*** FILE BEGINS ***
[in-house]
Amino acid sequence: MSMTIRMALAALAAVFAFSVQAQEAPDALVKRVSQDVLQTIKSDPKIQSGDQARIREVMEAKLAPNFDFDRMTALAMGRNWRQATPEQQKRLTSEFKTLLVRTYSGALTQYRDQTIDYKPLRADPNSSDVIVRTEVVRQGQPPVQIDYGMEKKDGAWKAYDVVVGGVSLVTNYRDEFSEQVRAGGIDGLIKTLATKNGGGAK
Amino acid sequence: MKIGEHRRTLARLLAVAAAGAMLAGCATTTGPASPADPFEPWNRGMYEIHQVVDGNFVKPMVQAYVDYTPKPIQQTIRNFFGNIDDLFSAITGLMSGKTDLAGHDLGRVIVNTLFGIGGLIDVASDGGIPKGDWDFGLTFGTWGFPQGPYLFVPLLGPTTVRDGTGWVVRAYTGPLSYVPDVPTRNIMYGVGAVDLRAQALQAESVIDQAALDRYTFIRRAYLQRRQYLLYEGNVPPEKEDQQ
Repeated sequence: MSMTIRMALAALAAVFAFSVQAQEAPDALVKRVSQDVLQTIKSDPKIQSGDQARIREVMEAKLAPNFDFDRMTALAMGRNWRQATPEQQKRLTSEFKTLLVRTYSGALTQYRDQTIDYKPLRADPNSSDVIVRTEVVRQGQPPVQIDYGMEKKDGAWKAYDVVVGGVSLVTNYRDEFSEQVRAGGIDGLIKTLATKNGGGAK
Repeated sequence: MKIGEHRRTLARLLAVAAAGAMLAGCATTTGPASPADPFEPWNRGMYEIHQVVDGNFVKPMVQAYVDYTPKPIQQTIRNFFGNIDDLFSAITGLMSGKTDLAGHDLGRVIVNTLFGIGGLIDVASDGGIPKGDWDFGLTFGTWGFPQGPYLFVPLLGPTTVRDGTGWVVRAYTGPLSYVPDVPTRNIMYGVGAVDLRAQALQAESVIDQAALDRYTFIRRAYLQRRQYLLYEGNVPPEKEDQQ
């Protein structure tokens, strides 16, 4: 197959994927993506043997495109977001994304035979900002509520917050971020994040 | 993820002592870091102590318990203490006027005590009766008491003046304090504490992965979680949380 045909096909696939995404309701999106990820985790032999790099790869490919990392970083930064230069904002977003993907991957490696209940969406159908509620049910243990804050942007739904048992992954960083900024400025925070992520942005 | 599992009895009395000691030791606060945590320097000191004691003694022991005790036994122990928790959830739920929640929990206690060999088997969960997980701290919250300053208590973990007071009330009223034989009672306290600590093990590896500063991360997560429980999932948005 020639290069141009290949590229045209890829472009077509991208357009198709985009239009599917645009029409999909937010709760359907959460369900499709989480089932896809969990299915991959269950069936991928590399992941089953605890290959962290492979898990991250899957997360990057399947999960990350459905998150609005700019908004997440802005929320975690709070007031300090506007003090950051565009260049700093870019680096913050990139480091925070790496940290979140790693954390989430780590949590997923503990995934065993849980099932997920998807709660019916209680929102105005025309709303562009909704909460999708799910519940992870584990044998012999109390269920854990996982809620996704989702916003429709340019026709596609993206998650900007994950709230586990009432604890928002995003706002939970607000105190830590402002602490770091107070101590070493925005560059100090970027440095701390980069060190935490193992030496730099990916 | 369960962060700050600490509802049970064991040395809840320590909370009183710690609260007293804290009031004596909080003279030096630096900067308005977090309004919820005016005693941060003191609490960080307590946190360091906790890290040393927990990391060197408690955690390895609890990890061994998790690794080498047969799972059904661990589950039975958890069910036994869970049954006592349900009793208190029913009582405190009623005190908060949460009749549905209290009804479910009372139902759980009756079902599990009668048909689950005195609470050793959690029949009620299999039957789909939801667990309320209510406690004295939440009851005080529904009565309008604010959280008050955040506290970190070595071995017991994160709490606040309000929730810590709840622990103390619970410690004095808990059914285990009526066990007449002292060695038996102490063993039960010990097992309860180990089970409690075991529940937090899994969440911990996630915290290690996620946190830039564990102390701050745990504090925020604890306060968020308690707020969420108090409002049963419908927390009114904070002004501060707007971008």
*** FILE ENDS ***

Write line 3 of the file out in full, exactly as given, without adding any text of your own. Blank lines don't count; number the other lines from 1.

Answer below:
Amino acid sequence: MKIGEHRRTLARLLAVAAAGAMLAGCATTTGPASPADPFEPWNRGMYEIHQVVDGNFVKPMVQAYVDYTPKPIQQTIRNFFGNIDDLFSAITGLMSGKTDLAGHDLGRVIVNTLFGIGGLIDVASDGGIPKGDWDFGLTFGTWGFPQGPYLFVPLLGPTTVRDGTGWVVRAYTGPLSYVPDVPTRNIMYGVGAVDLRAQALQAESVIDQAALDRYTFIRRAYLQRRQYLLYEGNVPPEKEDQQ